To protect U.S. interests and advance regional stability, the Trump administration should continue to prioritize its relationship with the Egyptian government.
If we don't, others will step into the vacuum.
Indeed, they are already trying to do so. Next week, perpetual-President Vladimir Putin of Russia will visit Egypt and hold talks with its military leader, Abdel Fattah el-Sissi. According to Russian news reports, defense, trade, and commercial ties will be high up on the agenda.
But what Putin really wants is to draw el-Sissi out of the U.S. orbit and into his Kremlin castle. Just as the Russian leader has secured a de facto power sharing agreement with Iran and the salute of Bashar al-Assad in Syria, he sees el-Sissi as an opportunity ripe for the taking.
Where he won Assad's favor by providing Russian military support to his regime, Putin will likely attempt to seduce el-Sissi with tools and influence. More specifically, the Russian leader will probably offer el-Sissi advanced Russian military capabilities and promise to be his voice with an emboldened Iran and the Sunni-reformist Saudi Arabia. As the Middle East reverberates under grand power struggles and demographic pressures, Putin wants to center himself as the ultimate power broker gets things done.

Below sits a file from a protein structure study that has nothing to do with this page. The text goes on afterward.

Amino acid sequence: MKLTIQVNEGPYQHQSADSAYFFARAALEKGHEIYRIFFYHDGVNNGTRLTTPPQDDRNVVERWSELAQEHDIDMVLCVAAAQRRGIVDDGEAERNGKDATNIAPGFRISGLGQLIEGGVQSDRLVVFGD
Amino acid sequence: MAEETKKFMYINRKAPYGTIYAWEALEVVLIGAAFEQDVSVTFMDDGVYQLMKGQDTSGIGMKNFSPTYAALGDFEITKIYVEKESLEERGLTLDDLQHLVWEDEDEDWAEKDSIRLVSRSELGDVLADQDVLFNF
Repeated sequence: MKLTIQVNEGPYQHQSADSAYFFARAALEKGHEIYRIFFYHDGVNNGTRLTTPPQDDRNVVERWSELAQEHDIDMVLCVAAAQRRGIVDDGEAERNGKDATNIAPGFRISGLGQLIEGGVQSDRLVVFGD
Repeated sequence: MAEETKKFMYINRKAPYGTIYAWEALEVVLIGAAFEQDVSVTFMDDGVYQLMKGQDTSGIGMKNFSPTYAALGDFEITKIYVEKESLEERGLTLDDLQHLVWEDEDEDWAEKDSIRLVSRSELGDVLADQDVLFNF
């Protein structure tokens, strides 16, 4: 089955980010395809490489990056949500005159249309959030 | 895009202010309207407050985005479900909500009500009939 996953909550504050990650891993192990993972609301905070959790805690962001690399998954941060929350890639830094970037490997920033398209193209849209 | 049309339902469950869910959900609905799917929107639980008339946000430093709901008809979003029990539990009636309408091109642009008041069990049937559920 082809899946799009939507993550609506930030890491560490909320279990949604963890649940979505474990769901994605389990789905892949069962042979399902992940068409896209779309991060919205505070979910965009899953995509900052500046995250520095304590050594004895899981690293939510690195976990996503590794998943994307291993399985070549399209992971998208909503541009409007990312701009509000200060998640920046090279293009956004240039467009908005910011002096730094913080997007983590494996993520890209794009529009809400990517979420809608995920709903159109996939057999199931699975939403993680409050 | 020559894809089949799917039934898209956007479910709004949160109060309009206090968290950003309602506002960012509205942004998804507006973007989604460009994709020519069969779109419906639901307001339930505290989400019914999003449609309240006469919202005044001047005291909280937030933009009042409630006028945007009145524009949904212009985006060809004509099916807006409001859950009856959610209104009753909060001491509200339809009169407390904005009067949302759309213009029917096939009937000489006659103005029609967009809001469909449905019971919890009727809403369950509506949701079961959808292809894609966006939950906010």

Moreover, where Putin used former President Barack Obama's weakness to draw Middle Eastern governments closer to his corner, President Trump's apparent deference to Putin gives foreign leaders a new reason to consider the former KGB officer to be the man to deal with.
To understand why Putin wants to secure an alliance with el-Sissi, you only need look at a map. Capping northeastern Africa, sitting astride Israel, Jordan and Saudi Arabia, and offering the Suez Canal gateway to the Indian Ocean, Egypt would give Putin a geo-strategic anchor to rival any other in the world. Combined with his Mediterranean access via Syria, Putin would have the foundation to more effectively obstruct America and influence others to bend at his bidding. Egypt also happens to be the largest nation in terms of population in the Arab world, by a long way.
As I explained last month, this is why the U.S. must prioritize our relationship with regional leaders like el-Sissi and Mohammed bin Salman of Saudi Arabia. Whatever their flaws, if these leaders offer alliances and cooperation on U.S. foreign policy priorities like counterterrorism, they are friends worth having. And we should remember that if put into action, American economic investments and realist security guarantees make us the most desirable partner.
Yes, it's true that el-Sissi's human rights record is deeply concerning (the recent terrorist attack against Sufi Muslims is likely to make el-Sissi even more aggressive). Still, American interests demand that we influence el-Sissi from inside our alliance rather than externally. As Obama learned (or didn't learn), criticizing authoritarian governments does nothing to alter their behavior and much to drive them into the open arms of our adversaries.